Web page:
Under comment section you said the questions should be rephrased so it might be” easier/possible” to respond. In particular, you commented that survey “loses credibility when items like minimal hive inspections, apiary colony configuration and apiary site selection are listed as options for mite control practices“and you suggested that persons who feel that way should write have to include them under “other” In fact, that is the option for the paper survey sent to commercial and semi-commercial (your colony numbers would have us classify you as semi-commercial). As indicated, the electronic survey (and the paper copy you submitted) was never intended for commercial or semi-commercial beekeepers.
As for our checklist of items under sanitation – it makes sense to collect data to show what Oregon/Washington backyarders are NOT doing for proper sanitation or what COULD be done and then we see if it will make a difference – they do apparently make a difference for smaller colony numbers and may especially be effective under light mite population pressure (depending upon what we term “effective” or “success”. If basic sanitation means 10% fewer losses (about the same as some studies have shown for use of a screen bottom board for example) that could Be EFFECTVE or SUCCESSFUL by someone’s standards. Science does show that colonies in the sun (apiary site selection) have “reduced mite populations” and there is some evidence that if efforts are made to reduce drifting from one colony to the next, the mite populations of some colonies are within limits that suggest the colonies are holding their own when mite population pressures are lower – so is that “effective” or Success”?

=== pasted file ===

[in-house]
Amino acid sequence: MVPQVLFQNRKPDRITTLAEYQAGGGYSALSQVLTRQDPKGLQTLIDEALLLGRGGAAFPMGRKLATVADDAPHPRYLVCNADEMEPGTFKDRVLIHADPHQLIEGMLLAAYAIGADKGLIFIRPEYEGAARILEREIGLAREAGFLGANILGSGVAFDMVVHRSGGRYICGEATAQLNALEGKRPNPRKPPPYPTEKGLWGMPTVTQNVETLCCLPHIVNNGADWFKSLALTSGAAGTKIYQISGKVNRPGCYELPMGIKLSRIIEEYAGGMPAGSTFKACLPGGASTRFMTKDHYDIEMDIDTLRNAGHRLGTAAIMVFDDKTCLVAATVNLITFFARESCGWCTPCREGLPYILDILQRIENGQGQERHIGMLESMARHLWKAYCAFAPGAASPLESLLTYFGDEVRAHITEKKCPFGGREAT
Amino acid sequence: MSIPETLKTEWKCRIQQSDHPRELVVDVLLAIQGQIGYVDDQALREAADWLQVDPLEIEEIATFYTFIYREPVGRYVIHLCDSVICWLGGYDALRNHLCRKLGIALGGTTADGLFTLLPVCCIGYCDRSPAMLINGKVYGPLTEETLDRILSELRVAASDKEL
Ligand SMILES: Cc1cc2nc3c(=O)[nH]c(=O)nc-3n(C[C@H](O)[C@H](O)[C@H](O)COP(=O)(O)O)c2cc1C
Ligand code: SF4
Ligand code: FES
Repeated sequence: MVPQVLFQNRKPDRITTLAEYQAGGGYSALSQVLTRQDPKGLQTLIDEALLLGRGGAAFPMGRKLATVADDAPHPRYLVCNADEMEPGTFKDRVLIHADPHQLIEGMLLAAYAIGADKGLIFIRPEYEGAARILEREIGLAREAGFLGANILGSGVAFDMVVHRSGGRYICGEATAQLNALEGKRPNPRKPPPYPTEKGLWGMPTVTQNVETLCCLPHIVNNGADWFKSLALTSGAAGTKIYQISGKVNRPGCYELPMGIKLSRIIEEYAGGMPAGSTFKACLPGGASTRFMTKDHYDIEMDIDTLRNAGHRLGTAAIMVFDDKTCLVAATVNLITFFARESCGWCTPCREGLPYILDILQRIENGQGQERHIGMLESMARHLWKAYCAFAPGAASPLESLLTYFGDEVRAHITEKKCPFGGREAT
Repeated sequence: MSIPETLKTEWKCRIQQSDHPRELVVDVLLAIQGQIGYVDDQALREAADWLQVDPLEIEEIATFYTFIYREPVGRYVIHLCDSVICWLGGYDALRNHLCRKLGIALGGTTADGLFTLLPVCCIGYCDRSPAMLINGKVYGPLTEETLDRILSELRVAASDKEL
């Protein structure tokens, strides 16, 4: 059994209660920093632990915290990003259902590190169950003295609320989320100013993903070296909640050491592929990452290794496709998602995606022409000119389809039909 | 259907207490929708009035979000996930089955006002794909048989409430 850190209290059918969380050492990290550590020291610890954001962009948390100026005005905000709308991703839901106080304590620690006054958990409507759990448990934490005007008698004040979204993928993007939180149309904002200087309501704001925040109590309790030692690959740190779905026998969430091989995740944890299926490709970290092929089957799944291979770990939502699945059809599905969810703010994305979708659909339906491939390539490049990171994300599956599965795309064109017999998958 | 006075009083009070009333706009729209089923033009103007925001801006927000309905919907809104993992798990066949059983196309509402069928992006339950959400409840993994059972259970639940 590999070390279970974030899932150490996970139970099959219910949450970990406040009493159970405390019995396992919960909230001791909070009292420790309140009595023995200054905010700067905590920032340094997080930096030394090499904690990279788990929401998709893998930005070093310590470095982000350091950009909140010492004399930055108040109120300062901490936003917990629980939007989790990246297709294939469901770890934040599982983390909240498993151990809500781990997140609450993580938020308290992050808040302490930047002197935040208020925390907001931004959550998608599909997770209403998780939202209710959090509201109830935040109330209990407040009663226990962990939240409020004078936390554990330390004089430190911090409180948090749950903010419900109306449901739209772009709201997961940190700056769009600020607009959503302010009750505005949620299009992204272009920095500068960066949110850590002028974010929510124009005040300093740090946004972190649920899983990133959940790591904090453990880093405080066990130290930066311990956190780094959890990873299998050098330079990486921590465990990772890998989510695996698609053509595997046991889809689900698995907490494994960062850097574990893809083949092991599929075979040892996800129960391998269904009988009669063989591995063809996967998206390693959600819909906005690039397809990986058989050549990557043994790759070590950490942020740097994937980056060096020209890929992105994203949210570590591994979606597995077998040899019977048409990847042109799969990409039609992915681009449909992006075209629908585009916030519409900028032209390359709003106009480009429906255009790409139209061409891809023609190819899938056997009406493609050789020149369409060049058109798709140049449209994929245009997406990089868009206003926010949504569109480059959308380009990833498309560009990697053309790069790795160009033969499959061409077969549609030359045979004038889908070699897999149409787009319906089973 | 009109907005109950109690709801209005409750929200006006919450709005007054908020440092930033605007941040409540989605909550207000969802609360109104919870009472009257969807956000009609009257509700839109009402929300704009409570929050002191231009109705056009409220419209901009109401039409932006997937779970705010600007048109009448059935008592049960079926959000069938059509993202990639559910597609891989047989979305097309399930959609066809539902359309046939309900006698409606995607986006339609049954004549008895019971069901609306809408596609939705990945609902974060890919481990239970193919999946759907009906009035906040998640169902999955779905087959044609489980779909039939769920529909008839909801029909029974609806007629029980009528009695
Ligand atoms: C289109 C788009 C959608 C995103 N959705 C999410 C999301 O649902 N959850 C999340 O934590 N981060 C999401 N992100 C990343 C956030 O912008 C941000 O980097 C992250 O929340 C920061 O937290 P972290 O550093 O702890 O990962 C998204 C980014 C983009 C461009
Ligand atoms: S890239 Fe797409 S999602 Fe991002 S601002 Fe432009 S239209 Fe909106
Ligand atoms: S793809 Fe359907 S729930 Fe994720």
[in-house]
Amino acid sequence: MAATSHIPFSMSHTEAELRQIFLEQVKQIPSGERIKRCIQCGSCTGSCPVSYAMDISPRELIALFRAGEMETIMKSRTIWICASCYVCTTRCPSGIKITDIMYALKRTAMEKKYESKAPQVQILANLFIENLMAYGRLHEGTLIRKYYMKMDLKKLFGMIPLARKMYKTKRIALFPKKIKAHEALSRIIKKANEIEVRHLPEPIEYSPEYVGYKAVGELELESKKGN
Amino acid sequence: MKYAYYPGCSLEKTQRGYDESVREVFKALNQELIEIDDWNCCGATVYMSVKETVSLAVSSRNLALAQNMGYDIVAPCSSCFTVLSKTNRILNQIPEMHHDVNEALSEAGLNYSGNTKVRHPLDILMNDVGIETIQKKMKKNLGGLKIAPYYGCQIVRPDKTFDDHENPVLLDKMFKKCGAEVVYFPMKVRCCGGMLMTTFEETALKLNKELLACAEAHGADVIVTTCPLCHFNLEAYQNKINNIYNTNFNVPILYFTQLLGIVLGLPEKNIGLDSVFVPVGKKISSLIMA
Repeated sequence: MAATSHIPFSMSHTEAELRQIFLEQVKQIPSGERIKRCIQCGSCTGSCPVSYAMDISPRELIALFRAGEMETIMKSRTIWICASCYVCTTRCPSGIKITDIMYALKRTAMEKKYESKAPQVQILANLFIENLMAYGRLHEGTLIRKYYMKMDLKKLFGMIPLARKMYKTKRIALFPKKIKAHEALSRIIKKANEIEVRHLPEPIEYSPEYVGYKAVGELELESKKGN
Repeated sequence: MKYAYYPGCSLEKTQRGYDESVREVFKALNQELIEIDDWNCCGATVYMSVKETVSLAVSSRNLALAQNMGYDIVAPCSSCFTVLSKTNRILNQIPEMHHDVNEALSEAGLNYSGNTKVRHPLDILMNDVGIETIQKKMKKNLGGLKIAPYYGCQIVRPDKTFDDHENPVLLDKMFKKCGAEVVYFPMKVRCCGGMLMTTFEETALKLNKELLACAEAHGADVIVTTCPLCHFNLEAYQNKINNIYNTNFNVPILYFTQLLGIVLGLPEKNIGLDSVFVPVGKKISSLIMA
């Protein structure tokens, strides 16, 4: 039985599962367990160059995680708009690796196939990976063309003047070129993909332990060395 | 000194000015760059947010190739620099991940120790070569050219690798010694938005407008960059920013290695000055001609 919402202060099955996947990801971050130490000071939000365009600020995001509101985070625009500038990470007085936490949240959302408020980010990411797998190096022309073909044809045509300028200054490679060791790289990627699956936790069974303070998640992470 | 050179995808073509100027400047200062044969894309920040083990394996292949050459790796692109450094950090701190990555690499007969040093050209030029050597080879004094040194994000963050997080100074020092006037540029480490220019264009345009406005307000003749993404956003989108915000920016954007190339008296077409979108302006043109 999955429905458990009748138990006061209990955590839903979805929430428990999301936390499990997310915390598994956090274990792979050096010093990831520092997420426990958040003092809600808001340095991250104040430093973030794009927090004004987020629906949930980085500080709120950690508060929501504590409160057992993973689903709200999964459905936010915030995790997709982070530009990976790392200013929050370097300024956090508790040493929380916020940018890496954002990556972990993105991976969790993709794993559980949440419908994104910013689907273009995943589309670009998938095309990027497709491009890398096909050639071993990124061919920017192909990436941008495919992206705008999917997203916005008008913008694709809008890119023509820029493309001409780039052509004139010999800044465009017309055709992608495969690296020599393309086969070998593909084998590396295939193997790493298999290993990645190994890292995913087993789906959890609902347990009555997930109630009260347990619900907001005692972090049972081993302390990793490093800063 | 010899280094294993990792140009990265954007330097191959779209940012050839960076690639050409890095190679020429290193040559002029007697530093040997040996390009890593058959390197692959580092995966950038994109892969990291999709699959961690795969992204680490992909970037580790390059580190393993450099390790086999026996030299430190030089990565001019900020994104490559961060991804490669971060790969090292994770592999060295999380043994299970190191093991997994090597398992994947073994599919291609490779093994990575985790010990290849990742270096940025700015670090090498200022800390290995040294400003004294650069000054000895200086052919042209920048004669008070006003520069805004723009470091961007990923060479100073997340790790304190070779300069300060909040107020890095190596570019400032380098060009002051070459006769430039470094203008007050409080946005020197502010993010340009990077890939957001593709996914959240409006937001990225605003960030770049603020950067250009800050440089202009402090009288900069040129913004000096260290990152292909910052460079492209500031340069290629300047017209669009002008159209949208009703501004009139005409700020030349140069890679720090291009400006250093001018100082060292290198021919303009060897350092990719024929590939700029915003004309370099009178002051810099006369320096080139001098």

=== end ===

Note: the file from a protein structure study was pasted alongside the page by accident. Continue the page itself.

The “kicker” is that viruses change the whole situation since it is mites + viruses that kill colonies so quickly. Also one colony generating mites in an apiary (I label them “mite bombs” in my talks) do share their mites with others in same apiary as they get weaker and under more stress. So does good sanitation make any sense? Well I don’t know – but I thought the survey could help provide some real answers – sorry you feel that by including such survey questions that the entire survey losses credibility.
Our survey – is designed to get some basic information. I am able (with 250 backyard respondents this spring) to run correlations between loss and these various options. If apiary site selection is ineffective the data should help to define this (correlation is not causation). I do appreciate your effort to be included.